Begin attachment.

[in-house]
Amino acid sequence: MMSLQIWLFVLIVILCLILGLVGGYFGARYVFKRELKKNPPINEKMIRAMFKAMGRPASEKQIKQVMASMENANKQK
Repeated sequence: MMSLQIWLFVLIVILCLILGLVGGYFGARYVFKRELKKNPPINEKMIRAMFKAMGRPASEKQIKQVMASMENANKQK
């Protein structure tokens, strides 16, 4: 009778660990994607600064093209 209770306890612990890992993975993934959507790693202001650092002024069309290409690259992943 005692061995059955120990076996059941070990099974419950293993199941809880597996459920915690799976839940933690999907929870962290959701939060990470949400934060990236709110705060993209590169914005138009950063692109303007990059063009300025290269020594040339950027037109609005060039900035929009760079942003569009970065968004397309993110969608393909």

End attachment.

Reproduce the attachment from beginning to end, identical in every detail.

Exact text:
[in-house]
Amino acid sequence: MMSLQIWLFVLIVILCLILGLVGGYFGARYVFKRELKKNPPINEKMIRAMFKAMGRPASEKQIKQVMASMENANKQK
Repeated sequence: MMSLQIWLFVLIVILCLILGLVGGYFGARYVFKRELKKNPPINEKMIRAMFKAMGRPASEKQIKQVMASMENANKQK
């Protein structure tokens, strides 16, 4: 009778660990994607600064093209 209770306890612990890992993975993934959507790693202001650092002024069309290409690259992943 005692061995059955120990076996059941070990099974419950293993199941809880597996459920915690799976839940933690999907929870962290959701939060990470949400934060990236709110705060993209590169914005138009950063692109303007990059063009300025290269020594040339950027037109609005060039900035929009760079942003569009970065968004397309993110969608393909």